The Anchor Inn

“Great views of Tintern Abbey” - AA Inspector



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Our View

By the River Wye, with fine views of the world-famous Tintern Abbey, this stone-built inn, once the abbey grainstore, dates back to the 12th century. Sympathetically restored and developed, this ancient building now offers more room, a garden terrace and a reconfigured restaurant with a centrepiece real log fire. In the newly expanded bar area, locally brewed ales from Kingstone in Tintern itself and Wye Valley stand shoulder to shoulder with up to three local ciders. Once the ferryman’s cottage and boat house, the restaurant showcases local produce in burgers and grilled steaks and chicken; beef, ale and mushroom pie; local pork and leek sausages; fish pie with vegetables; and three-bean chilli with rice. Finish with cherry and apple oat crumble. Best views of the abbey are from the Orangery.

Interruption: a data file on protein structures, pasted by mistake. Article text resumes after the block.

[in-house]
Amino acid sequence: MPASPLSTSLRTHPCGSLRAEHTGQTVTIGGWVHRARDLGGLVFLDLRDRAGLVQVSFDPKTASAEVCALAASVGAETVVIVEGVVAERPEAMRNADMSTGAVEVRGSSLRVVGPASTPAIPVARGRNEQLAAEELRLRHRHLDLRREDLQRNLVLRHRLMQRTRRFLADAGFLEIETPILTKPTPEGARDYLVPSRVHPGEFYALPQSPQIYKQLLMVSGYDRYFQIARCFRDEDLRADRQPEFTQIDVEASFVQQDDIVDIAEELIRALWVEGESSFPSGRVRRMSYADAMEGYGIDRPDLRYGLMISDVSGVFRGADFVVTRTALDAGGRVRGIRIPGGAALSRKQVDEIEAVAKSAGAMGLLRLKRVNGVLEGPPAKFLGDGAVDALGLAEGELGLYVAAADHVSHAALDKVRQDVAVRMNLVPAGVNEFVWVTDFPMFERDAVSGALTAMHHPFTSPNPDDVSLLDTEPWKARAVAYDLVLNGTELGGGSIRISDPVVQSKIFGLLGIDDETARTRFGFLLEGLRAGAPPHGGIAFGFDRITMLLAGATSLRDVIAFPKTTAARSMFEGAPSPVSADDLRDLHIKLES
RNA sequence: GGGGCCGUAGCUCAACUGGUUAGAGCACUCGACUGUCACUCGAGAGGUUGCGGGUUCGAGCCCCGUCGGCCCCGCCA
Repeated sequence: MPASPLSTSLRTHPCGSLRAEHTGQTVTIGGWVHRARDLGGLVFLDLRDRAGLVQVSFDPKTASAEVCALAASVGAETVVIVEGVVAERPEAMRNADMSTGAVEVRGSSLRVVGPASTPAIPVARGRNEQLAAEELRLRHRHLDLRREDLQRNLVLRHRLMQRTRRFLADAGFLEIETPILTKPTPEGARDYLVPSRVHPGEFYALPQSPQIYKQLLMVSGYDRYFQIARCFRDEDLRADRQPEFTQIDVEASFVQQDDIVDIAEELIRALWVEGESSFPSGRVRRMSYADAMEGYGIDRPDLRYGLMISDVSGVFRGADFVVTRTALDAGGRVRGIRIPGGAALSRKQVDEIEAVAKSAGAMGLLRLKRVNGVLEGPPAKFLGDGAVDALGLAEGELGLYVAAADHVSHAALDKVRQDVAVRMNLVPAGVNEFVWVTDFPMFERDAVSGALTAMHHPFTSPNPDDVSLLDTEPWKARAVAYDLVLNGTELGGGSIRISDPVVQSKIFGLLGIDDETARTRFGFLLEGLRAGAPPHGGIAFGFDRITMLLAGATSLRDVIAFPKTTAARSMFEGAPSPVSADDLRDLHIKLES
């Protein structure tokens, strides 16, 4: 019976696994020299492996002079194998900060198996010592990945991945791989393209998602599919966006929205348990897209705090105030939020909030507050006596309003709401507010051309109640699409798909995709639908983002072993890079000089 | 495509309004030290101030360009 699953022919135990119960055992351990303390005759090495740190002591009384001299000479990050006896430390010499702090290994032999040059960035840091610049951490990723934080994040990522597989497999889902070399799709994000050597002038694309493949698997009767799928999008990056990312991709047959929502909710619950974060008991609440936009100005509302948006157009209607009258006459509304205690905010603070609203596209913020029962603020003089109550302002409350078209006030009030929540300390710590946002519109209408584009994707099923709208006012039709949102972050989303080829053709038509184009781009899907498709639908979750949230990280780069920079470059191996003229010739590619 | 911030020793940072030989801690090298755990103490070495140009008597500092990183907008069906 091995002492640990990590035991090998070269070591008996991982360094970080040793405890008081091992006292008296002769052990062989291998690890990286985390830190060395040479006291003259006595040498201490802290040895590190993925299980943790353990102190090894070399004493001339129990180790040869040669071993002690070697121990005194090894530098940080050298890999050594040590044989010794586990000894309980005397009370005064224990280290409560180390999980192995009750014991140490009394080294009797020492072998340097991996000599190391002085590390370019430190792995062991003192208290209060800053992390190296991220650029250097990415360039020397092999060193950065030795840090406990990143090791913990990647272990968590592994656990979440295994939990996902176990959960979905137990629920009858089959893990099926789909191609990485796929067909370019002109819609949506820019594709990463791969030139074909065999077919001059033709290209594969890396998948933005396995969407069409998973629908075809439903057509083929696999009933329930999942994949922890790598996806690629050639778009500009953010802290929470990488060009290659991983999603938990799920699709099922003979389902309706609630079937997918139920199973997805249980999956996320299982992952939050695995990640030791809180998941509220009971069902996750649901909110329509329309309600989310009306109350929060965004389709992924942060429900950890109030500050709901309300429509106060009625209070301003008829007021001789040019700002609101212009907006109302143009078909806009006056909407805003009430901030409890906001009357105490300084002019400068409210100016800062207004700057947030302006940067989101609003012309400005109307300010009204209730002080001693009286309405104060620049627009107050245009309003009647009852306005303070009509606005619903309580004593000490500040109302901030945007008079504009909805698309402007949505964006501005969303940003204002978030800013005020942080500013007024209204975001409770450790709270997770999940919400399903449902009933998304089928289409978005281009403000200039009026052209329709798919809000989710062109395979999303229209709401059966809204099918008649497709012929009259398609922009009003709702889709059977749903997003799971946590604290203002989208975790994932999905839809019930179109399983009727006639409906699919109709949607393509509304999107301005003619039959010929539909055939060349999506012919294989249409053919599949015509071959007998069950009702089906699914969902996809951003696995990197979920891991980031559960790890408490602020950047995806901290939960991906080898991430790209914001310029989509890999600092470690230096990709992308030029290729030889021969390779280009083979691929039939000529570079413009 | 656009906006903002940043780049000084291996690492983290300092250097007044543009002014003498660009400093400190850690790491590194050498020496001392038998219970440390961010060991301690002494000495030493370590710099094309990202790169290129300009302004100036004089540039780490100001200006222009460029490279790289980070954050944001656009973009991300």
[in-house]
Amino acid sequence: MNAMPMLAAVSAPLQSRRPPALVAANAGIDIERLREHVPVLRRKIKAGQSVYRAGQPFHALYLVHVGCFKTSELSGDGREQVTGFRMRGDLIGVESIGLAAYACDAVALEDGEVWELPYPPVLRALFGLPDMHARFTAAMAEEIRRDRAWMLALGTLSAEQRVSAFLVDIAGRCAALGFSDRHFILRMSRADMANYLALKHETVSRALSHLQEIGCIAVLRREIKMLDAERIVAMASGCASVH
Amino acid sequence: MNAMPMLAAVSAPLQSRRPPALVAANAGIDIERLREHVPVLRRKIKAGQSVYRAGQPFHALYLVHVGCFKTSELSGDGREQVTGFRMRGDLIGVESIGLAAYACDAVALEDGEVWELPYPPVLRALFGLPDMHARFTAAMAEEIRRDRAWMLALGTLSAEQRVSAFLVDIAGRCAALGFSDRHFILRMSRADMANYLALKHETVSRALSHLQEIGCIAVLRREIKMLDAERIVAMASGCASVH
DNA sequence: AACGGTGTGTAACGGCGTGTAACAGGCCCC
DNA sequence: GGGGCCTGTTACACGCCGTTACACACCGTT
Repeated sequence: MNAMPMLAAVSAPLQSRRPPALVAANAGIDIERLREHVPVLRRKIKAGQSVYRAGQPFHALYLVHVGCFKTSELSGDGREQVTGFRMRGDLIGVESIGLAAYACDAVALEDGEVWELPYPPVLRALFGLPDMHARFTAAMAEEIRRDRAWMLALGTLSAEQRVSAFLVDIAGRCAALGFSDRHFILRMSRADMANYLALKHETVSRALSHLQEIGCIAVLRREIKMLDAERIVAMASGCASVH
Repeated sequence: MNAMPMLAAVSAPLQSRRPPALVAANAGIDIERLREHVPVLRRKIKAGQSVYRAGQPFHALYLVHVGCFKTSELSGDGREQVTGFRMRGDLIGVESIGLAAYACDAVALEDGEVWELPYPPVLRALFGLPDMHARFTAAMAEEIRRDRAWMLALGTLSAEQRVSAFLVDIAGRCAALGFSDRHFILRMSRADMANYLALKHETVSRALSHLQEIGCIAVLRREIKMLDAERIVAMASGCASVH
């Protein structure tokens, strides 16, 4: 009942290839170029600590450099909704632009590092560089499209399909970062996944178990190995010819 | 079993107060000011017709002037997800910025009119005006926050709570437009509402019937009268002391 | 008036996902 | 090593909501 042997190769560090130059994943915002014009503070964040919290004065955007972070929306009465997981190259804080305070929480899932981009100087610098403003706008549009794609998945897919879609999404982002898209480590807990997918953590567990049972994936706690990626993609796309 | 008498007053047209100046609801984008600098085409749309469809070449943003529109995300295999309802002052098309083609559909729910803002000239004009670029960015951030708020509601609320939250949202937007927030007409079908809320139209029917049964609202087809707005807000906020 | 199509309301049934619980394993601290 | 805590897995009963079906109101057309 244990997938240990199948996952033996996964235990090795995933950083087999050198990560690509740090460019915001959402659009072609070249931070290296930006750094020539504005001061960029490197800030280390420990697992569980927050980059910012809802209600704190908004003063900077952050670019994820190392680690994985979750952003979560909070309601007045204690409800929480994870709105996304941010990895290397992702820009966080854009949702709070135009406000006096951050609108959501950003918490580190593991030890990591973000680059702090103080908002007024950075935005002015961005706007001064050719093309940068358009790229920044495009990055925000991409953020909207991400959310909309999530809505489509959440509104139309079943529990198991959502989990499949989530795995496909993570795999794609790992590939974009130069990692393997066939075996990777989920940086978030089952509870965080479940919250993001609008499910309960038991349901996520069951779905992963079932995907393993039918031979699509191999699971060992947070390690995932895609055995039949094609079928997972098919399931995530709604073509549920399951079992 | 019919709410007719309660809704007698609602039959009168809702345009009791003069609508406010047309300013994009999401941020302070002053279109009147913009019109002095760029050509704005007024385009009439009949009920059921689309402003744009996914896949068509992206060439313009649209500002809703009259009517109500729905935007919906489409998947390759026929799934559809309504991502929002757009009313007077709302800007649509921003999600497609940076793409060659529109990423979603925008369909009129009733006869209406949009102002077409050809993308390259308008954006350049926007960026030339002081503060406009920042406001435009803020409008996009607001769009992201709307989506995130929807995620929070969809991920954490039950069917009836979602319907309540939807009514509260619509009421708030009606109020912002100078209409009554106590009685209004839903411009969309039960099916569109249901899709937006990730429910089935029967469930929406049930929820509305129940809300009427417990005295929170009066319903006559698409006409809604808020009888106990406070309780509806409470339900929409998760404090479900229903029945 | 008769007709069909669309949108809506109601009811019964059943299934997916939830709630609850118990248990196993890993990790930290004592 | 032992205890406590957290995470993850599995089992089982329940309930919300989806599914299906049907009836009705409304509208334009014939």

The Anchor Inn
Chapel Hill, TINTERN PARVA, NP16 6TE
Phone : 01291 689582


  • Children welcome
  • Children's portions
  • Free Wifi
  • Garden
Prices and payment
  • Main course from: £1
Opening times
  • Open all year

About the area

Discover Monmouthshire

In their bid to control the borderlands of Monmouthshire – also known as the Marches – the Normans built a triangle of castles: Grosmont, Skenfrith and White. At first, they were simple wooden structures strengthened by earthworks, but when the lively Welsh refused to stop attacking them, it was decided more permanent fortresses were needed. All three are worth a visit and the views from the battlements at White Castle over the surrounding countryside to the Black Mountains are stunning, as is all the scenery in this area – consisting of a patchwork of low hills, hidden valleys, fields criss-crossed with hedgerows and small belts of woodland. 

Monmouth itself makes a great base to explore the beautiful Wye Valley, as well as being known as the home of Rockfield Studios, where Queen recorded Bohemian Rhapsody in 1975. The largest town in the county, Abergavenny is creating a name for itself as the foodie capital of the Usk Valley, and has held a weekly cattle market on the same site since 1863. Its location just six miles from the English border means it’s often described as the ‘gateway to Wales’.

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